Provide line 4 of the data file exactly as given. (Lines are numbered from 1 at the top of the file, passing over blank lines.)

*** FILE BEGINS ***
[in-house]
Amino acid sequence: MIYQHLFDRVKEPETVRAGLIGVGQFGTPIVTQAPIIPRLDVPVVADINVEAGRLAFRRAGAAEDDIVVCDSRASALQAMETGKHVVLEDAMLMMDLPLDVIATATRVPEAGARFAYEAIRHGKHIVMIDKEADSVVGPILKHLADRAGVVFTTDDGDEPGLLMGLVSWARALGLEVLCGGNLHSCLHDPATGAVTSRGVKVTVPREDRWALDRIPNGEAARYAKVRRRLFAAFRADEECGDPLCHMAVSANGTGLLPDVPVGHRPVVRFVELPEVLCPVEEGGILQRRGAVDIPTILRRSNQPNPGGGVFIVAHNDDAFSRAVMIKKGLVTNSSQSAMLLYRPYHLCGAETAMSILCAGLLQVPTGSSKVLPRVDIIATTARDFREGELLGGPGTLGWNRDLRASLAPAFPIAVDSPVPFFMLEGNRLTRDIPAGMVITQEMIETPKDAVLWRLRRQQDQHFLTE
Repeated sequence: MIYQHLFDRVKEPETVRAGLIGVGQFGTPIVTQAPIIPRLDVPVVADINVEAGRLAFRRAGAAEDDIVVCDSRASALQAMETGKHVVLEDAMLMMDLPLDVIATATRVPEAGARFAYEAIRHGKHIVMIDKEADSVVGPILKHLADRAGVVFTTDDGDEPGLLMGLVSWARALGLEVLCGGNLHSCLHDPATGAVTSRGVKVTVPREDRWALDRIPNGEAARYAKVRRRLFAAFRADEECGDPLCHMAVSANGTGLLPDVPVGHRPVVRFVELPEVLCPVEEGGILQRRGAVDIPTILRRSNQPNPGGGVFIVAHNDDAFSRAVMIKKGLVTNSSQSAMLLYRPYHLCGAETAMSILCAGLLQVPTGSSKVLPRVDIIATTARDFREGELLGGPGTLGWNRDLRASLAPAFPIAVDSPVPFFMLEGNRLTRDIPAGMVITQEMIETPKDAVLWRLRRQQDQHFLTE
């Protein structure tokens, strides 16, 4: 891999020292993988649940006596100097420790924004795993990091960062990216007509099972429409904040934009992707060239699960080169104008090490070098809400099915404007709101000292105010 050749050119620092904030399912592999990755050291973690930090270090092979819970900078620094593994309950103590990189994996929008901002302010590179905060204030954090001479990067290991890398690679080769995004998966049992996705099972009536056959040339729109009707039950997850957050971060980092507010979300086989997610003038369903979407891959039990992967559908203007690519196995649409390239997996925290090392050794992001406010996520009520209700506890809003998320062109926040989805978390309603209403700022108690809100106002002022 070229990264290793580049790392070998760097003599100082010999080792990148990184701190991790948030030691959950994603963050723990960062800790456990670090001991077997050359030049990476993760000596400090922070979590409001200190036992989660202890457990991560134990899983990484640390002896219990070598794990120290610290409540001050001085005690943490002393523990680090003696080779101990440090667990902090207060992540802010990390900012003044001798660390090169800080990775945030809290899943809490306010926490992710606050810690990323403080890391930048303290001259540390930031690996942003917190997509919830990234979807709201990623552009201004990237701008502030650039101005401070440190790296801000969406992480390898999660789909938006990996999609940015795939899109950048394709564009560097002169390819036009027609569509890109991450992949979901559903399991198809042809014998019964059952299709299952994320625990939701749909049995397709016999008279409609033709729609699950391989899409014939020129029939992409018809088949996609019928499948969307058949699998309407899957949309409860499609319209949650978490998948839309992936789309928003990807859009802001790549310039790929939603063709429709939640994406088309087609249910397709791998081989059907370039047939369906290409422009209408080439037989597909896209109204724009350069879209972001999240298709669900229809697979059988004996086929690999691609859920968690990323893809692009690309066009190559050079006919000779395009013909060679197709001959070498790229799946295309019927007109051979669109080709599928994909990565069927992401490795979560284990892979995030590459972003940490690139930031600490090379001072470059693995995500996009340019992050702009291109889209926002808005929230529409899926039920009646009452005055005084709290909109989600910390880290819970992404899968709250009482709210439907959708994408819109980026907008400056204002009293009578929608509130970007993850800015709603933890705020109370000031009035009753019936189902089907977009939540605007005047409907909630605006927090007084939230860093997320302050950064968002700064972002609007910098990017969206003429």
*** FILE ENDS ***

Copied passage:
């Protein structure tokens, strides 16, 4: 891999020292993988649940006596100097420790924004795993990091960062990216007509099972429409904040934009992707060239699960080169104008090490070098809400099915404007709101000292105010 050749050119620092904030399912592999990755050291973690930090270090092979819970900078620094593994309950103590990189994996929008901002302010590179905060204030954090001479990067290991890398690679080769995004998966049992996705099972009536056959040339729109009707039950997850957050971060980092507010979300086989997610003038369903979407891959039990992967559908203007690519196995649409390239997996925290090392050794992001406010996520009520209700506890809003998320062109926040989805978390309603209403700022108690809100106002002022 070229990264290793580049790392070998760097003599100082010999080792990148990184701190991790948030030691959950994603963050723990960062800790456990670090001991077997050359030049990476993760000596400090922070979590409001200190036992989660202890457990991560134990899983990484640390002896219990070598794990120290610290409540001050001085005690943490002393523990680090003696080779101990440090667990902090207060992540802010990390900012003044001798660390090169800080990775945030809290899943809490306010926490992710606050810690990323403080890391930048303290001259540390930031690996942003917190997509919830990234979807709201990623552009201004990237701008502030650039101005401070440190790296801000969406992480390898999660789909938006990996999609940015795939899109950048394709564009560097002169390819036009027609569509890109991450992949979901559903399991198809042809014998019964059952299709299952994320625990939701749909049995397709016999008279409609033709729609699950391989899409014939020129029939992409018809088949996609019928499948969307058949699998309407899957949309409860499609319209949650978490998948839309992936789309928003990807859009802001790549310039790929939603063709429709939640994406088309087609249910397709791998081989059907370039047939369906290409422009209408080439037989597909896209109204724009350069879209972001999240298709669900229809697979059988004996086929690999691609859920968690990323893809692009690309066009190559050079006919000779395009013909060679197709001959070498790229799946295309019927007109051979669109080709599928994909990565069927992401490795979560284990892979995030590459972003940490690139930031600490090379001072470059693995995500996009340019992050702009291109889209926002808005929230529409899926039920009646009452005055005084709290909109989600910390880290819970992404899968709250009482709210439907959708994408819109980026907008400056204002009293009578929608509130970007993850800015709603933890705020109370000031009035009753019936189902089907977009939540605007005047409907909630605006927090007084939230860093997320302050950064968002700064972002609007910098990017969206003429």